December 12, 2015 | Ukrainian Traditions

Traditional Ukrainian Christmas Dishes You Will Love

Following the Eastern Orthodox Calendar, Ukrainian Christmas is celebrated on January 7th. Although, typically, the entire week (January 6th – 14th) is a festive celebration whereby many Ukrainians come together, dress up, sing Christmas songs (Kolyadka) and wish each other blessings.

Of course, one of the best parts about the entire festive week is all the delicious food. That’s why we have selected a few of our favourite traditional Christmas dishes that you can’t go without this year.


Kutia is a delicious favourite for the holiday season, and it is always served as the first of the twelve traditional meatless dishes during Christmas Eve. See the recipe below pulled from Claudia’s Cookbook.


  • 2 cups cooked wheat
  • 6 tablespoons ground poppy seeds
  • 1/4 cup honey
  • 1/4 cup roughly chopped pecans
  • 3/4 cup hot water


  1. To cook the wheat, dry wheat in 205-Fahrenheit oven for 1 hour, stir occasionally. Wash, soak in cold water overnight. Next morning, bring wheat to boiling point, simmer 3-4 hours, until kernels burst open.
  2. To prepare the poppy seeds, scald poppy seed, simmer 3-5 minutes. Drain, grind twice using the finest blade of food chopper.
  3. Add ground poppy seeds to wheat.
  4. Combine honey and hot water. Add to wheat.
  5. Add your roughly chopped pecans.
  6. Serve and enjoy!



Vushka Little Ear Dumplings For Borsch

Vuska are similar to tiny varenyky but they are filled with mushrooms. Vuska have their two corners joined together giving them the resemblance of tiny ears. Vushka are typically served with clear borshch on Christmas Eve. All dishes should be meatless on Christmas Eve.


  • 2 cups flour
  • 1 teaspoon salt
  • 1 egg yolk
  • 1/2 cup evaporated milk or whole milk
  • 1 teaspoon oil or melted butter


  1. Combine flour and salt. Add milk, egg yolk, and oil, and mix. Allow to rest for 5 minutes. Knead for 5 minutes and form into a ball. This may be done in a processor. Cover and set aside for 15 minutes or so.
  2. On a floured surface, roll out a third of the dough into a rectangle 1/8 inch thick. Turn dough and roll from center, so that all dough is even in thickness. Run a hand under dough to loosen it. Dust with flour, flip over, flour again. With a sharp knife, cut into 1-1/2 inch squares.
  3. Place a teaspoon of mushroom filling in each square, being careful not to smear edges. Fold diagonally to make a triangle and press edges. Pinch together the two bottom corners. Make sure dough has bonded, or the stuffing will boil out. Place on cookie sheets covered with towels dusted with flour. Roll out scraps last, as this dough is a little tougher.
  4. Drop 10 or 12 vushka into 6-8 cups of rapidly boiling water and stir once with a wooden spoon. Do not cover. When they float to the top, cook 1 minute, then remove with a slotted spoon to a strainer. Cool on a lightly oiled plate without crowding. Repeat until all are cooked. Cover and set aside. These may be frozen and then reheated in boiling water. Do not overcook when reheating.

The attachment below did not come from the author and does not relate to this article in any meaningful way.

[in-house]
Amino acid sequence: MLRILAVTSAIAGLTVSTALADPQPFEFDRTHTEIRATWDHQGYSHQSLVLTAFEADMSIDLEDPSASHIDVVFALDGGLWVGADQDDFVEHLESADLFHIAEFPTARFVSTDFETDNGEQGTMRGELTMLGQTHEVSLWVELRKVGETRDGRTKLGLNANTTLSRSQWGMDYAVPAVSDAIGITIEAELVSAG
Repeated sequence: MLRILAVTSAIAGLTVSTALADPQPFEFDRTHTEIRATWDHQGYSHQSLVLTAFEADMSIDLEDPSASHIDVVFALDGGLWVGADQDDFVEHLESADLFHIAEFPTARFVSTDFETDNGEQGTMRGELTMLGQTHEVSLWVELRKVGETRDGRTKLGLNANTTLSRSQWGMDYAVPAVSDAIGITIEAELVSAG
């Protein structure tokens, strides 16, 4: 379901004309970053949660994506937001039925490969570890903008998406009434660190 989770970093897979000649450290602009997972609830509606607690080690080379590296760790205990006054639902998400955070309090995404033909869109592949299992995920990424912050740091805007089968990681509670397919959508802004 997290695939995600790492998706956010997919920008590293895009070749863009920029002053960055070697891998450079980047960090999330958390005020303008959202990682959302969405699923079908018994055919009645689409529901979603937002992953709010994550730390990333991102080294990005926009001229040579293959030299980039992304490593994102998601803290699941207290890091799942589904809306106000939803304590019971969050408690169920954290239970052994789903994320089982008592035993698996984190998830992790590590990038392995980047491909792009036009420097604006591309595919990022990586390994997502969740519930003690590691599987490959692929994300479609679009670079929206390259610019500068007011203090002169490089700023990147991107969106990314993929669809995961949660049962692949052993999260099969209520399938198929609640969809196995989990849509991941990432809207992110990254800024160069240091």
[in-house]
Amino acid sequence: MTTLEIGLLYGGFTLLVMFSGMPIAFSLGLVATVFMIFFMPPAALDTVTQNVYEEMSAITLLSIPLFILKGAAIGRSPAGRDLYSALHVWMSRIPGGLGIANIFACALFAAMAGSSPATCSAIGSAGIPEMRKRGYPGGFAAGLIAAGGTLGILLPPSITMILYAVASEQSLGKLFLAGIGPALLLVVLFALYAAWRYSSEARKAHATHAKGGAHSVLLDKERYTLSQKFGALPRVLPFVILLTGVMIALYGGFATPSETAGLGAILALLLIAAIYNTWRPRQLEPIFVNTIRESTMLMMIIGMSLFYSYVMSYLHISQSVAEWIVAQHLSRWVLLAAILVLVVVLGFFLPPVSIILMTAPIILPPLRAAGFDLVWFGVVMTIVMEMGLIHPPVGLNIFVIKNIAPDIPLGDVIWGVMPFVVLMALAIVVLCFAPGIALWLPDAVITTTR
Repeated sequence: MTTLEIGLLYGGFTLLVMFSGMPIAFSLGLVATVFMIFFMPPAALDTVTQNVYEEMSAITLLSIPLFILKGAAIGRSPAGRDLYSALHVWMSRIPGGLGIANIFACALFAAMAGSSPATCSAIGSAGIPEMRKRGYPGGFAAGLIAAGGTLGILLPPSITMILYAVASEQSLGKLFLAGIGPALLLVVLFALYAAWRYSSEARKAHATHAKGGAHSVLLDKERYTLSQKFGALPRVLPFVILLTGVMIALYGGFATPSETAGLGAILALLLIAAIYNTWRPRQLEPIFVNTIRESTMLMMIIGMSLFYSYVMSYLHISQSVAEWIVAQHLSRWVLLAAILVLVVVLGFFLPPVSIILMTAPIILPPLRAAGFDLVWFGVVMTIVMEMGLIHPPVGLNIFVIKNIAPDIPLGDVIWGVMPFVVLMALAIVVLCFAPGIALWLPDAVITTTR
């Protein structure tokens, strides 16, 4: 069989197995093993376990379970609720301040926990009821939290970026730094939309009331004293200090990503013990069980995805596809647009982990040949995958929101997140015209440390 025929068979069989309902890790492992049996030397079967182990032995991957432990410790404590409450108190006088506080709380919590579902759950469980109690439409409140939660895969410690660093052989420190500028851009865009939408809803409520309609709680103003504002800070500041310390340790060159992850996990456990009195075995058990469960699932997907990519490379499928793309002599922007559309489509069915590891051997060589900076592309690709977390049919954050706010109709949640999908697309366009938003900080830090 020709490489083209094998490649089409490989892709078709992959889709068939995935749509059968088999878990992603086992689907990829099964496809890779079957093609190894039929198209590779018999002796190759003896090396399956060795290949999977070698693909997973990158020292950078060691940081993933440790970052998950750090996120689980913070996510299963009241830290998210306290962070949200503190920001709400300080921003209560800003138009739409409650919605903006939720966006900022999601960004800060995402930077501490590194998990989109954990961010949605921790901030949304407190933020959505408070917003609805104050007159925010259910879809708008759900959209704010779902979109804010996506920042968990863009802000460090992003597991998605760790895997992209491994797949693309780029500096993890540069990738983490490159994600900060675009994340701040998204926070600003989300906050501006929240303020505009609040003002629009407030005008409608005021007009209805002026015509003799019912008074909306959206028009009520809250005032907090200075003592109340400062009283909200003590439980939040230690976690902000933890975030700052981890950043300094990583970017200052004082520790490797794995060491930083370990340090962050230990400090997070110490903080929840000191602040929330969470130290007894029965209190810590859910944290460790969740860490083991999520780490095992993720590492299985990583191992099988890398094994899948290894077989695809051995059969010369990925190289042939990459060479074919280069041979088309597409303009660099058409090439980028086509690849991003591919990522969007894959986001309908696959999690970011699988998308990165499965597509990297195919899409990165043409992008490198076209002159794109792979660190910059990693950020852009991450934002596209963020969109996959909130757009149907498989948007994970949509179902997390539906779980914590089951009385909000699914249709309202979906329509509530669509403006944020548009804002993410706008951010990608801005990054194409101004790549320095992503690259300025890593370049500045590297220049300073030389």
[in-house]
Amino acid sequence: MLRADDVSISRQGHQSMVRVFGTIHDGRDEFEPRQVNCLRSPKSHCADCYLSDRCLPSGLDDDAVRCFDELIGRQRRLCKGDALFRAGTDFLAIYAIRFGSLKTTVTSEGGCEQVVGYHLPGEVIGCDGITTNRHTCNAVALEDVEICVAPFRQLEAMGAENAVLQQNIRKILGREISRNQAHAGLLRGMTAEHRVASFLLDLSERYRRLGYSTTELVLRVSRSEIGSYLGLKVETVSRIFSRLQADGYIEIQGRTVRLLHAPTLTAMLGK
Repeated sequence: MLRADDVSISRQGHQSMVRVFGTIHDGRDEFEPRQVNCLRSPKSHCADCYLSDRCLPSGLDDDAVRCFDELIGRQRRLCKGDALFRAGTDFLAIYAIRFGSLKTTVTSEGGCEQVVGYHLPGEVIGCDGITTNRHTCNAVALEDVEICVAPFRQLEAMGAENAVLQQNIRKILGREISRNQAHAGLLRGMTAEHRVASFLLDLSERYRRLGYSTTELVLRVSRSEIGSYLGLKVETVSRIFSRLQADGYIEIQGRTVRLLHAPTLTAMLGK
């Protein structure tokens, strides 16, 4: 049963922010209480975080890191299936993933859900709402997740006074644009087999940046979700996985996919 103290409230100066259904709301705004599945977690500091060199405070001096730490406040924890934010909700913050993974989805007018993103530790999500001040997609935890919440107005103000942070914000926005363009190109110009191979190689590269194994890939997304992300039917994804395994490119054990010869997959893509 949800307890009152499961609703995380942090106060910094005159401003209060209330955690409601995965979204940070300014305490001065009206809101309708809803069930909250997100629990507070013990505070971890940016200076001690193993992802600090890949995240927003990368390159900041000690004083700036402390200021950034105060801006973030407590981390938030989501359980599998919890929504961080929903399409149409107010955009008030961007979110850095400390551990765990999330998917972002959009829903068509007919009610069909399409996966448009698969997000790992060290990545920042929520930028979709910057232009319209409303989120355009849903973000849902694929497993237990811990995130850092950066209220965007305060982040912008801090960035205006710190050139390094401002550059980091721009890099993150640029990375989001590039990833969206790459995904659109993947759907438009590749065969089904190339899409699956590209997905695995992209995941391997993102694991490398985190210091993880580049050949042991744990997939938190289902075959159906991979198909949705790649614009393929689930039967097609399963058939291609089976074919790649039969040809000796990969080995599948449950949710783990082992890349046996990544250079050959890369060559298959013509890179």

5. To serve, place 4 or 5 vushka in soup bowls and pour hot borsch over them.

Find the original recipe and instructions for the mushroom filling here.



Pampushky – Ukrainian Christmas Doughnuts

Pampushky are Ukrainian style doughnuts that are traditionally filled with either poppy seeds, prunes or fruit preserves. They are the perfect dessert for Christmas Eve!


  • 2 packages dry yeast (2 Tablespoons)
  • 1/2 cup lukewarm water
  • 1 Tablespoon sugar
  • 2/3 cup milk
  • 1/4 cup sweet butter
  • 1 teaspoon salt
  • 1/3 cup sugar
  • 2 whole eggs, beaten
  • 3 egg yolks
  • 1 teaspoon vanilla
  • Grated rind of 1 lemon
  • 4 to 5 cups all purpose flour, as needed
  • Shortening or oil for deep frying
  • Extra fine granulated sugar
  • Cinnamon


  1. Sprinkle yeast into warm water, add 1 tablespoon sugar, cover lightly and set aside in a warm place for 5 to 10 minutes, or until mixture. Scald milk and stir in butter, salt and sugar. When butter melts, cool milk to lukewarm. Combine with beaten eggs and yolks and yeast mixture, vanilla and lemon rind. Gradually beat in enough flour to make a medium firm dough that is still pliable. Knead until smooth and elastic—about 10 minutes. Place dough in a floured bowl, dust with flour and set to rise in a draft free corner until double in bulk—about 1 1/2 hours. Punch dough down and let it rise again until doubled.
  2. Turn dough onto a floured board and roll out to 1/2 inch thickness. Cut into circles with a 3-inch round cookie cutter. Place a teaspoonful of filling on half of the circles. Top with unfilled circles and pinch edges closed, using a little cold water to seal them. Let rise, uncovered, on floured board until doubled in bulk.
  3. Fry a few at a time in lard heated to 375 F. Turn once so both sides become golden brown. Allow about 6 minutes for frying each batch. Drain on paper towel and sprinkle with sugar and cinnamon. Makes about 2 dozen doughnuts.

To learn how to make poppy seed filling find the original recipe here.


What’s your favourite Ukrainian Christmas dish? Share with us on Facebook!








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